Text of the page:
The opportunity to care for a fellow physician or physician-in-training is a privilege and may represent a gratifying experience and serve as a show of respect or competence. However, physicians must recognize that providing medical care for a fellow professional can pose special challenges for objectivity, open exchange of information, privacy and confidentiality, and informed consent.
In emergencies or isolated rural settings when options for care by other physicians are limited or where there is no other qualified physician available, physicians should not hesitate to treat colleagues.
Physicians must make the same fundamental ethical commitments when treating peers as when treating any other patient. Physicians who provide medical care to a colleague should:
- Exercise objective professional judgment and make unbiased treatment recommendations despite the personal or professional relationship they may have with the patient.
- Be sensitive to the potential psychological discomfort of the physician-patient, especially when eliciting sensitive information or conducting an intimate examination.
- Respect the physical and informational privacy of physician-patients. Discuss how to respond to inquiries about the physician-patient’s medical care from colleagues. Recognize that special measures may be needed to ensure privacy.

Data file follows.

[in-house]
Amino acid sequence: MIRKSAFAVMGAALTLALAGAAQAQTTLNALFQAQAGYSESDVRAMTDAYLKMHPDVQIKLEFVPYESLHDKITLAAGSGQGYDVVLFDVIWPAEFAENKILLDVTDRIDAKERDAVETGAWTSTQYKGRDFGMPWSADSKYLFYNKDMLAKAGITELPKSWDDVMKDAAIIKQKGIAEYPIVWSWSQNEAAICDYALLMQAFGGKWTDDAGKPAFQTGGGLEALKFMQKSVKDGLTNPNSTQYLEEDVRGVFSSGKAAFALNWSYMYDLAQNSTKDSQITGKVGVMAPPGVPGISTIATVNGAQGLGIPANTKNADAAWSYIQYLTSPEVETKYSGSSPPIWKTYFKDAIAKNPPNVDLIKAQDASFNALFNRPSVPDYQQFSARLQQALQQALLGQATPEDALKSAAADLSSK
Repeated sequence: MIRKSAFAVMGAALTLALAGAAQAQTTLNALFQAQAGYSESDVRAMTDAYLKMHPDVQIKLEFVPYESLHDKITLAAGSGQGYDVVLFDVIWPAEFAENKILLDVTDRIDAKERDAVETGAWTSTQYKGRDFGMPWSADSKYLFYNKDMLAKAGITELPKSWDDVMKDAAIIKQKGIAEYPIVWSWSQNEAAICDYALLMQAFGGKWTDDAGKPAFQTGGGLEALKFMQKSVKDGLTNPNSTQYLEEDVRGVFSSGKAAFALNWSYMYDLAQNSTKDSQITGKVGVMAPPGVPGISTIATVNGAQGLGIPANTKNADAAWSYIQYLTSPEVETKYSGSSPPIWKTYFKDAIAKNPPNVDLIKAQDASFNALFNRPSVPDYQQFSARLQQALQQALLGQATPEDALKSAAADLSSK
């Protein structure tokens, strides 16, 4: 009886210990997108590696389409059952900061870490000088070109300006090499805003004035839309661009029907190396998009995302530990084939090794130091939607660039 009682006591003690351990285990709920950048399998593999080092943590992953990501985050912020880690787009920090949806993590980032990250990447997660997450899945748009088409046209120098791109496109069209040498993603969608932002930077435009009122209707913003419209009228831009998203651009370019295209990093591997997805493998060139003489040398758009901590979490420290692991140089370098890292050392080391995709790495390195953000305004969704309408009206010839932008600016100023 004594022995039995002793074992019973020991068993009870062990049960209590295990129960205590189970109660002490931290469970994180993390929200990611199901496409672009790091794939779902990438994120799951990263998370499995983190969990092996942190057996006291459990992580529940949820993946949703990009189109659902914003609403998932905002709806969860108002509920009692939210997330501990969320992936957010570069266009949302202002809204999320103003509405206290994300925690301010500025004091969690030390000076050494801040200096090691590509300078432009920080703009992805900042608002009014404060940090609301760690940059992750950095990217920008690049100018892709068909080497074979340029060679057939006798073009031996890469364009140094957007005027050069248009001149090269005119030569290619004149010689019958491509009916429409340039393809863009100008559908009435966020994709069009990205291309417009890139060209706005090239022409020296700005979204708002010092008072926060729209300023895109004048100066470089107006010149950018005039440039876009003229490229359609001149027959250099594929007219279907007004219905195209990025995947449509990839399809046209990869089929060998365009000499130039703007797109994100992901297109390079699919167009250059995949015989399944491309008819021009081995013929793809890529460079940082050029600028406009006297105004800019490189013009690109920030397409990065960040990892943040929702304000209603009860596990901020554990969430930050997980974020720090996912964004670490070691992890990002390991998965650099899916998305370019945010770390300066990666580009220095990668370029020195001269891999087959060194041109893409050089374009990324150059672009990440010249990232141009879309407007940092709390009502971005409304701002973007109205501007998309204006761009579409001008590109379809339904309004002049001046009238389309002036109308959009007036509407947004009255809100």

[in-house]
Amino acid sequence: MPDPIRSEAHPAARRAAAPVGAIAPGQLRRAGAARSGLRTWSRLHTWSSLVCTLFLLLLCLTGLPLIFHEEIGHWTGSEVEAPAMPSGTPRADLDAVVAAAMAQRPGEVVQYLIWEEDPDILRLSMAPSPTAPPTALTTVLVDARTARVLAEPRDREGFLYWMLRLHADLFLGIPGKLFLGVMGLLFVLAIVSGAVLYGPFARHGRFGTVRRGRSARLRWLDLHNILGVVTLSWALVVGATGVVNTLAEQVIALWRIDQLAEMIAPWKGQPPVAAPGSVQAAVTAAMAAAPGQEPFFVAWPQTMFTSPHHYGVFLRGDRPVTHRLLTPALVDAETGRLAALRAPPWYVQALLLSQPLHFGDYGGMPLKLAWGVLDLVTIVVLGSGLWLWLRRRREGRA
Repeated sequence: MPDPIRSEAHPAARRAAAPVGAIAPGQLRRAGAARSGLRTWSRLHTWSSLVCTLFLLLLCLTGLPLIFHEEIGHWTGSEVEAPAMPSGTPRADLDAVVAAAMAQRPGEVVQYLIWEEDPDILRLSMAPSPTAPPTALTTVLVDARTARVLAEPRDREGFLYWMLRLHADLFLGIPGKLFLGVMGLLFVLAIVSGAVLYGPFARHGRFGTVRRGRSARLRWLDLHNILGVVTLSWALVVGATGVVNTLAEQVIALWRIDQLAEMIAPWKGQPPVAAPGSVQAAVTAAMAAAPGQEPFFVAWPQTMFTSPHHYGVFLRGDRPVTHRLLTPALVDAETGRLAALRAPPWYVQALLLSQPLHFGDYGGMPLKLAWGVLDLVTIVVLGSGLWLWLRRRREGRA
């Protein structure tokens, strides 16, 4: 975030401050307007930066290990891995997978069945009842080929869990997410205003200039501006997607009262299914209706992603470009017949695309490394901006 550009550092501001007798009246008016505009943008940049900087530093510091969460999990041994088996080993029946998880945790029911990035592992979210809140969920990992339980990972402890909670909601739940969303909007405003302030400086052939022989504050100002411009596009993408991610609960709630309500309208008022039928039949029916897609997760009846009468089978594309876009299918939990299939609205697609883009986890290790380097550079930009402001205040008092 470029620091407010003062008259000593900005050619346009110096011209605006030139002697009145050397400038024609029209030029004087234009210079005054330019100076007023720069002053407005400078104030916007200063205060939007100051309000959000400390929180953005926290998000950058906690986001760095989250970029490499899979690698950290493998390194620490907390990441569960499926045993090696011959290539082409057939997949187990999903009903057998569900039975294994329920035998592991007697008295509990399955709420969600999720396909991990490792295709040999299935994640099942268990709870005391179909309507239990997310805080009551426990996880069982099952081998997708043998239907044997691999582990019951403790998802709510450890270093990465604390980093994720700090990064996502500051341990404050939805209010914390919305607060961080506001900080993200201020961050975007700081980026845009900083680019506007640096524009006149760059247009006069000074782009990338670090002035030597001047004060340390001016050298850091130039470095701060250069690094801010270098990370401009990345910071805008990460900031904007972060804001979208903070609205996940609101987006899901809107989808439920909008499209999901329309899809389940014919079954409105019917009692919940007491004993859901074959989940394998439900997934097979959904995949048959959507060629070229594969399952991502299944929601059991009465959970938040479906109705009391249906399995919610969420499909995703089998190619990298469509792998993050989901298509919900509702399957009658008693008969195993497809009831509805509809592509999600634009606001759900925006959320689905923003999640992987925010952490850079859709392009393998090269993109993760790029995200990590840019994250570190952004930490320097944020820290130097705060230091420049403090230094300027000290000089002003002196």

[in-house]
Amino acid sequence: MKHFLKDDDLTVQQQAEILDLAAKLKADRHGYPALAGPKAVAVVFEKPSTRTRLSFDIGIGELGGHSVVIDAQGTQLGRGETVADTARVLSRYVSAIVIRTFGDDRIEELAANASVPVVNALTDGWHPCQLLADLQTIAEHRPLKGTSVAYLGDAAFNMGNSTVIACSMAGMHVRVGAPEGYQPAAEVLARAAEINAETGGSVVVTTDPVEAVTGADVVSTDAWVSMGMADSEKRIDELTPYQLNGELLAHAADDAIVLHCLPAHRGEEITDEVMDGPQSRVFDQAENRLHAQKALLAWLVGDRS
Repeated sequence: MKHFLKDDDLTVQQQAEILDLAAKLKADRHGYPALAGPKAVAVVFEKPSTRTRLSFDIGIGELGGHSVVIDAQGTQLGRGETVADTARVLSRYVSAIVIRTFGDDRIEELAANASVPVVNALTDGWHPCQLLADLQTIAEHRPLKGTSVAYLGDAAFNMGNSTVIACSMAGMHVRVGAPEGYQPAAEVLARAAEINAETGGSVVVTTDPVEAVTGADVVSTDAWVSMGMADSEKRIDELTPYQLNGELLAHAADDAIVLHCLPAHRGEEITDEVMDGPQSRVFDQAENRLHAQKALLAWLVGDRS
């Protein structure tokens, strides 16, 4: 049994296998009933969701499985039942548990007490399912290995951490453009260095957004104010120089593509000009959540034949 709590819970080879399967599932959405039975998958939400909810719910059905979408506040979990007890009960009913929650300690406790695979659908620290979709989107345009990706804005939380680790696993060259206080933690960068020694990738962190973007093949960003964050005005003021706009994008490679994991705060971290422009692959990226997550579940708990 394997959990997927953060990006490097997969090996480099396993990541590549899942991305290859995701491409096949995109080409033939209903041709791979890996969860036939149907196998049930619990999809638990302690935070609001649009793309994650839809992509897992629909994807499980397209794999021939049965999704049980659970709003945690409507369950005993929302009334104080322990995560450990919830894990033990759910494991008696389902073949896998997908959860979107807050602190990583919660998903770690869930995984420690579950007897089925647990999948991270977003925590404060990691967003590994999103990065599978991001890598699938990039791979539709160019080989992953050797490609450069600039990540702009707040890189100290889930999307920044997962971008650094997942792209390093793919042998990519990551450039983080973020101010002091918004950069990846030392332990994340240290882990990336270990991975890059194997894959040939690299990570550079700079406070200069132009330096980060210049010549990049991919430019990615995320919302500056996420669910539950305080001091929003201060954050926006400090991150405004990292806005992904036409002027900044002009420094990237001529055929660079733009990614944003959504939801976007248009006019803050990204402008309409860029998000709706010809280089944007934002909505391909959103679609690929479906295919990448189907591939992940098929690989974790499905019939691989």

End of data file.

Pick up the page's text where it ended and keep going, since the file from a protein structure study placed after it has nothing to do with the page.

- Provide information to enable the physician-patient to make voluntary, well-informed decisions about care. The treating physician should not assume that the physician-patient is knowledgeable about his or her medical condition.
Physicians-in-training and medical students (when they provide care as part of their supervised training) face unique challenges when asked to provide or participate in care for peers, given the circumstances of their roles in residency programs and medical schools. Except in emergency situations or when other care is not available, physicians-in-training should not be required to provide medical care for fellow trainees, faculty members, or attending physicians if they are reluctant to do so.
AMA Principles of Medical Ethics: VI
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